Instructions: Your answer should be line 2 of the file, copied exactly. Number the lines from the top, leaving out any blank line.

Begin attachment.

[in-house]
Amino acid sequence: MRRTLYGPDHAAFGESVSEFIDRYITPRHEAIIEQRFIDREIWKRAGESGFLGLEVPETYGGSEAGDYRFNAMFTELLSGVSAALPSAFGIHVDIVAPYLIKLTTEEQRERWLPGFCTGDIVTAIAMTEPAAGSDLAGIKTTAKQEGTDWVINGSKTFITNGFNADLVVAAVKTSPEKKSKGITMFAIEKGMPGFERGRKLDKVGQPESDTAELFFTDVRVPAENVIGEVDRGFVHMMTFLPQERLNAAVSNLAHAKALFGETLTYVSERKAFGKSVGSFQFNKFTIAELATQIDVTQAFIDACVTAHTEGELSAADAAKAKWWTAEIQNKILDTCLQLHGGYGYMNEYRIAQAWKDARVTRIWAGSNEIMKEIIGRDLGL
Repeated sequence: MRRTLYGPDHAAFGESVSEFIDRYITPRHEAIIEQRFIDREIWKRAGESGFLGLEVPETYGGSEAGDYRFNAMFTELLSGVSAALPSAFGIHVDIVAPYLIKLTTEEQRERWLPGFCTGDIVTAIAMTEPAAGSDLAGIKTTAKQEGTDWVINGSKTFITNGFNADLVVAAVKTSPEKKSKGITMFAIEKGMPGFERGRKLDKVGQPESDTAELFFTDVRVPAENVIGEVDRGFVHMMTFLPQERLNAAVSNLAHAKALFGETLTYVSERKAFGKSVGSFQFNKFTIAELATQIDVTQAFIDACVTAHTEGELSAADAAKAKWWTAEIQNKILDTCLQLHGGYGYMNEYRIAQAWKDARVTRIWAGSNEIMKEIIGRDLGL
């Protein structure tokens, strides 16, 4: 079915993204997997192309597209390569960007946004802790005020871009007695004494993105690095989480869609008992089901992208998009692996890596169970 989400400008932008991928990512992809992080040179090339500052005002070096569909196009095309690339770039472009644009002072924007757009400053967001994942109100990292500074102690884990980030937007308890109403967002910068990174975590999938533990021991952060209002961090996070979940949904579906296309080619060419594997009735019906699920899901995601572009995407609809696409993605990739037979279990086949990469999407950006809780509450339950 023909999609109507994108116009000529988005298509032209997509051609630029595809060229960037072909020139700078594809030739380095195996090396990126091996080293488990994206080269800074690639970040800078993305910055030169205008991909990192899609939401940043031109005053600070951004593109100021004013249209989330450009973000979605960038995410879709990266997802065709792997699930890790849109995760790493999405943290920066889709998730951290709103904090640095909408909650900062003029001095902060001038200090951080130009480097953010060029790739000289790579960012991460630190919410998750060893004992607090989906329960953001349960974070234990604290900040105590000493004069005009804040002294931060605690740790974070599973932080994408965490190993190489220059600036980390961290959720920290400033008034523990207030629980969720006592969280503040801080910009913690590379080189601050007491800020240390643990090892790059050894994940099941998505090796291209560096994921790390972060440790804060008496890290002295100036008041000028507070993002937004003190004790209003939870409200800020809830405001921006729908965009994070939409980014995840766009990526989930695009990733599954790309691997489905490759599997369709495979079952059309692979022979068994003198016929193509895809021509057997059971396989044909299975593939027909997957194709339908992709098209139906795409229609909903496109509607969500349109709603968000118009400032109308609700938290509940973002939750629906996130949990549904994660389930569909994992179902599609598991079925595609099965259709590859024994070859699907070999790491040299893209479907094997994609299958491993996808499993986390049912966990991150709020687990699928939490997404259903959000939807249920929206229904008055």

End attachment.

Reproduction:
Amino acid sequence: MRRTLYGPDHAAFGESVSEFIDRYITPRHEAIIEQRFIDREIWKRAGESGFLGLEVPETYGGSEAGDYRFNAMFTELLSGVSAALPSAFGIHVDIVAPYLIKLTTEEQRERWLPGFCTGDIVTAIAMTEPAAGSDLAGIKTTAKQEGTDWVINGSKTFITNGFNADLVVAAVKTSPEKKSKGITMFAIEKGMPGFERGRKLDKVGQPESDTAELFFTDVRVPAENVIGEVDRGFVHMMTFLPQERLNAAVSNLAHAKALFGETLTYVSERKAFGKSVGSFQFNKFTIAELATQIDVTQAFIDACVTAHTEGELSAADAAKAKWWTAEIQNKILDTCLQLHGGYGYMNEYRIAQAWKDARVTRIWAGSNEIMKEIIGRDLGL